Here’s How This Millennial Homeowner Saved Enough Money to Buy Her First Home


Friends drinking wine
Friends drinking wine | monkeybusinessimages/iStock/Getty Images

Homeownership might be a dream of yours, but finances are holding you back. How can you realize your dream without breaking the bank? In part two of our discussion, first-time homeowner Chelsea, a team member at HomeAdvisor, talks to The Cheat Sheet about how she budgeted and saved her cash so she could buy her first home.

The Cheat Sheet: Why was buying a home important to you?

Chelsea: I felt that buying a home on my own was a challenge I was ready to take on. I’ve been working and supporting myself since I was a teenager and wanted something tangible to show for it. Having a home to call my own and incurring the responsibilities and freedoms that come with homeownership are rewards I wanted to give myself. Ultimately, I wanted to prove to myself that I could do it.

The Cheat Sheet: How did you save up for the down payment on your home?

Chelsea: To save up 10% of the total home cost, I had to be diligent and patient when searching for homes to ensure I’d stay within my budget. This proved difficult when I’d find homes outside of my budget that had large yards, extra rooms, or design elements that appealed to me. It also limited my ability to engage in a bidding war with other potential buyers for homes in a popular area.

The Cheat Sheet: What are some financial sacrifices you had to make?

Chelsea: After living in New York City for most of my 20s, I learned how to make sacrifices to build my savings, so that one day, I could fulfill my dream of buying a home. I found it easy to be frugal, even at a young age and in an expensive city like New York. I kept a weekly and monthly budget and got in the habit of making tough decisions. I value traveling, so while I made little sacrifices in that area, I rarely bought clothes, didn’t eat out at restaurants, did my own laundry at coin laundromats, used coupons at the grocery store, and always made coffee at home.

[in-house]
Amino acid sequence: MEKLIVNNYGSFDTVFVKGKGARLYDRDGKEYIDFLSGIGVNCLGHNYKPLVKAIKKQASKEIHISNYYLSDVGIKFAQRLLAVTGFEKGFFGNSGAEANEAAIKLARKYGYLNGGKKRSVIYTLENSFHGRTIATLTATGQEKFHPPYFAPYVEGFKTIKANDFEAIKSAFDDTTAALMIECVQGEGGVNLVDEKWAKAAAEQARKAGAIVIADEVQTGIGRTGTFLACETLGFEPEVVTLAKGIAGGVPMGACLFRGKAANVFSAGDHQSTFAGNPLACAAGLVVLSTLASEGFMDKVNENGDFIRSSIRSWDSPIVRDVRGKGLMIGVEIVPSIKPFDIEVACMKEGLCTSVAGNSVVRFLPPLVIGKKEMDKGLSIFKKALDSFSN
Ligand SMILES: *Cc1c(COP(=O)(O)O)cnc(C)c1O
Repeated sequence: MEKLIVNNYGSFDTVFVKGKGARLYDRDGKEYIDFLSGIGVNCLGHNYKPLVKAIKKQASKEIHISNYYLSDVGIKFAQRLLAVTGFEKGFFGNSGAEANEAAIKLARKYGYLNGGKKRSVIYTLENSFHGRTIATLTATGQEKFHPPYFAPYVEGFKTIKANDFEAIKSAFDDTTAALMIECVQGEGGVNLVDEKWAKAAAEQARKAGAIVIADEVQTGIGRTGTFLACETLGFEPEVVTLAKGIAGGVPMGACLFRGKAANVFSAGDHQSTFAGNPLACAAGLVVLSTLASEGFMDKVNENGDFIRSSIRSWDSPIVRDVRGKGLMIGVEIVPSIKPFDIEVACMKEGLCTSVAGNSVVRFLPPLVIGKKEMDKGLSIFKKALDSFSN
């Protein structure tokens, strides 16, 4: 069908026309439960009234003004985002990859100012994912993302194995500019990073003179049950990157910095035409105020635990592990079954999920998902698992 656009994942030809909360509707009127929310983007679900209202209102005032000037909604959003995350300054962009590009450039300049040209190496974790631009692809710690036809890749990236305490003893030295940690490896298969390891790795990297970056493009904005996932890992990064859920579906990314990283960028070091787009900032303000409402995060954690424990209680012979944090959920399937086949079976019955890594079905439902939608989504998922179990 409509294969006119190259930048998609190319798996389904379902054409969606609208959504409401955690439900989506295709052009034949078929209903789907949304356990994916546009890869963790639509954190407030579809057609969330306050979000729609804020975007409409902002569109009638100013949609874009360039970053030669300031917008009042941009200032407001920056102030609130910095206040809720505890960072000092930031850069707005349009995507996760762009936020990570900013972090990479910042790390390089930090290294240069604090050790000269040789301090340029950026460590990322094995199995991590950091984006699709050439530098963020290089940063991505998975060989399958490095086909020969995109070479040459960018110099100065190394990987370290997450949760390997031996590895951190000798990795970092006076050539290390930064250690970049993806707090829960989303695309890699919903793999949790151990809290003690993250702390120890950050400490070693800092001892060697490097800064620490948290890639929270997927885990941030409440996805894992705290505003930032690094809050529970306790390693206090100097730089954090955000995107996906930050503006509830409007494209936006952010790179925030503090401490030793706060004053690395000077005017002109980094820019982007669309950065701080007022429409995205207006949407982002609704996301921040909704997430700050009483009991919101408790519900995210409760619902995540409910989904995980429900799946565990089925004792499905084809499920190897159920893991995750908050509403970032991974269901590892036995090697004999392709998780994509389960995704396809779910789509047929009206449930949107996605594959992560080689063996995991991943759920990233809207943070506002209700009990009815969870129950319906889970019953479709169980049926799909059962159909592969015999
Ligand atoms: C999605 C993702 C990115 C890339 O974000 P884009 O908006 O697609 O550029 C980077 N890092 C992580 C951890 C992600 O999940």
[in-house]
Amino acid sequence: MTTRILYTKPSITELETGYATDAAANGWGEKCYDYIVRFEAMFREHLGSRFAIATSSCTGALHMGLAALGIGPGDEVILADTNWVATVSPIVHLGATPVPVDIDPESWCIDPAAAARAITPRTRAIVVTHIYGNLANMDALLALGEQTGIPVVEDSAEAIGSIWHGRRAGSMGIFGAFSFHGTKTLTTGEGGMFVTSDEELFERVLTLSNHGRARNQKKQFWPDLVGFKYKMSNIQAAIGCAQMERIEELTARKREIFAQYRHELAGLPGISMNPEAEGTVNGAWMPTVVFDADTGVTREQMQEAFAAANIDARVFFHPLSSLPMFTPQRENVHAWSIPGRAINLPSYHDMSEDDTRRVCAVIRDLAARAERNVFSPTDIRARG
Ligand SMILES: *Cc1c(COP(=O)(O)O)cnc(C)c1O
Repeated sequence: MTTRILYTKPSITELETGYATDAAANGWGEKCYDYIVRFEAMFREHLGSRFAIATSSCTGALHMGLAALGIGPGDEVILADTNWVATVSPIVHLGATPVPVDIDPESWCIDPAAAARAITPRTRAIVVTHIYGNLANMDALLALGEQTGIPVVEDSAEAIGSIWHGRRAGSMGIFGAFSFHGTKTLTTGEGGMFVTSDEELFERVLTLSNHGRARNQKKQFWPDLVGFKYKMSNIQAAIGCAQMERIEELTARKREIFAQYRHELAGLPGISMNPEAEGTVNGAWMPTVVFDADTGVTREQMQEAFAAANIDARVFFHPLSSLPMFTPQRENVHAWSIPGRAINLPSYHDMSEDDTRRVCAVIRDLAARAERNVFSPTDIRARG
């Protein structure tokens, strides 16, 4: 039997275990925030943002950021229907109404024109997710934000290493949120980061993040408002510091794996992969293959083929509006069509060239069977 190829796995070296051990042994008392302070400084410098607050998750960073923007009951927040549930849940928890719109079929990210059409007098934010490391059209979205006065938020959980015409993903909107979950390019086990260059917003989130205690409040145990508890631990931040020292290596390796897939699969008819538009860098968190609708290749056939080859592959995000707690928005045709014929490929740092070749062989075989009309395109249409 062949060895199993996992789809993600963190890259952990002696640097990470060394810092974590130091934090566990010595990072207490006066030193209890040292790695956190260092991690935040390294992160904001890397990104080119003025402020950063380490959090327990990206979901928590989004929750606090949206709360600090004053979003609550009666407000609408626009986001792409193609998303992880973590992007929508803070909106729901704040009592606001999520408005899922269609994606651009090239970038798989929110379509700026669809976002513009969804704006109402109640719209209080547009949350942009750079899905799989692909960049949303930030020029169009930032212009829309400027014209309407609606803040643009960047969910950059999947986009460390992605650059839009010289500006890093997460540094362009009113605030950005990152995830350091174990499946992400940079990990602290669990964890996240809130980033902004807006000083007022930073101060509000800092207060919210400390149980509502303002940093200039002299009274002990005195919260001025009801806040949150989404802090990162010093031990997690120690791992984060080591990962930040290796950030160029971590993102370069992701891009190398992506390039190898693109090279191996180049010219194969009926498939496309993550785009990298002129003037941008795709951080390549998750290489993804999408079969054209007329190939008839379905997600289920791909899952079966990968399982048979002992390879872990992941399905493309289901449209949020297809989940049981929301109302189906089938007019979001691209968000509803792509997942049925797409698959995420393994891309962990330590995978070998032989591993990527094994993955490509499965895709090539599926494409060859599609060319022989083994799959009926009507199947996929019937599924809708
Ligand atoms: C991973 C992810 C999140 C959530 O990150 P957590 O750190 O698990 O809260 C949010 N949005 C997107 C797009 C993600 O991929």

Surrendering small conveniences over a long period of time helped me save enough to make the move from New York to Denver. Retaining these habits and working a night job while in Denver proved even more lucrative, allowing me to pay off my car and student loans, and saving enough for a home by the age of 30.

The Cheat Sheet: What were some expense that caught you off guard?

Chelsea: When I first moved in, there were a few expenses that I didn’t anticipate. I had to hire an insulation professional to add batt insulation in my attic to help regulate my home temperature. I also paid a significant amount of money to have a radon mitigation and vapor barrier installed in my crawl space. These were not expenses I anticipated. As a result, I have yet to purchase and install a washer and dryer in my home or install the deck outside that I want.

The Cheat Sheet: What have you learned from your homeownership experience?

Chelsea: Patience and sacrifice continue to be valuable virtues now that I own a home. After my move, I made a list of projects with large price tags and chose only three to pursue this year. I have split the remaining tasks and purchases over the next four years. Within the next five, I hope to be living in my dream house. I am not always patient, but I remind myself daily that homeownership is a process. I’m proud of where I am today.

See part one of our discussion here.

Check out The Cheat Sheet on Facebook!